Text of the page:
Homegoing by Yaa Gyasi [in Library Journal]
Two hundred fifty years ago in what is modern-day Ghana, two half-sisters are each given a special stone by their mother. Effia marries an Englishman and lives in the ignominiously named Castle, the center of the African Gold Coast slavery trade. Esi is temporarily imprisoned in the Castle’s hellish dungeon before she is shipped to the other side of the world.
Effia’s stone passes through her line –including a privileged son, a murdered mother, and a survivor of fire – and travels to the American South two centuries later. Esi’s stone remains buried in Africa, much like her desperate soul, as descendants are enslaved first by laws, then by heinous circumstances torturing the African American community, from unjust imprisonment to Jim Crow to drug addiction.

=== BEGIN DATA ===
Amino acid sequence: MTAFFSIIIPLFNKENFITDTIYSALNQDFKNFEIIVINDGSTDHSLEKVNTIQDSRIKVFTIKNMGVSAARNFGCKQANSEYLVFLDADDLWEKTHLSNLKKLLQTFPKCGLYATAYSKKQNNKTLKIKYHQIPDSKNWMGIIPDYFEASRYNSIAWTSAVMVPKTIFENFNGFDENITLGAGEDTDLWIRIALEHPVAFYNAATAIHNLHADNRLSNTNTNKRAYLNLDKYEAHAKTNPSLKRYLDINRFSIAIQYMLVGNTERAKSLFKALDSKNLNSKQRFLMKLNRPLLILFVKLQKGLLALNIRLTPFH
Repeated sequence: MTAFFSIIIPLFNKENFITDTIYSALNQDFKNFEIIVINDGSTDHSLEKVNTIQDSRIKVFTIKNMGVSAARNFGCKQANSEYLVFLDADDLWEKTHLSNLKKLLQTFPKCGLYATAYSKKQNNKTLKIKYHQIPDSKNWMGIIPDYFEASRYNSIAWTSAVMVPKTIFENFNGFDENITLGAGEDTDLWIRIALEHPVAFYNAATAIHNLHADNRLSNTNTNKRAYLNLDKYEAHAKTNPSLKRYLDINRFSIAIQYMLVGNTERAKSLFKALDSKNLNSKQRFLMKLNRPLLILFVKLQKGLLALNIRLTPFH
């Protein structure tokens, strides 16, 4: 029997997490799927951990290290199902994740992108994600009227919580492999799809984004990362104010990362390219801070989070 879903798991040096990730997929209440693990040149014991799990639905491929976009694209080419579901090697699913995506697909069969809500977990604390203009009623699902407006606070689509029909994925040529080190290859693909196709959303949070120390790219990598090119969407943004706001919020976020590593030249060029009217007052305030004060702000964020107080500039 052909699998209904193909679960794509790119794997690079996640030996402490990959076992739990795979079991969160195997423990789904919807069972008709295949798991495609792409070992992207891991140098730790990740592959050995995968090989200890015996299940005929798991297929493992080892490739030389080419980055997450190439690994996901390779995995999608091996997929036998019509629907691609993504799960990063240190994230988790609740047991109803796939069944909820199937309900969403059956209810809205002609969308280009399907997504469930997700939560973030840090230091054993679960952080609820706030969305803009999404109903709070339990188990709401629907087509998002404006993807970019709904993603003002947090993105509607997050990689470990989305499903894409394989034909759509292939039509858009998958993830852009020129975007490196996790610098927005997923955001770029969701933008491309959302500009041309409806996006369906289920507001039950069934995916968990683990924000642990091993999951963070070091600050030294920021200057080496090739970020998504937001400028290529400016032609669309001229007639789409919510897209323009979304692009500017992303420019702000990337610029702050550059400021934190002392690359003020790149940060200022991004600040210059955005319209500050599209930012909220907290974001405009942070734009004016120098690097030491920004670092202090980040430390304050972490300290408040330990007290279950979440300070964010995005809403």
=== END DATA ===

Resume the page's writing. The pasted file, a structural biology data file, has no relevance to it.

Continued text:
Two present-day members of the family will eventually meet in San Francisco and, unaware of their shared past, restore the family’s torn fabric.
Verdict: Homegoing’s early hype proves well deserved; enhancing Gyasi’s magnificent epic, narrator Dominic Hoffman shines across continents, oceans, and generations and makes this a must-have for all collections.
Readers: Young Adult, Adult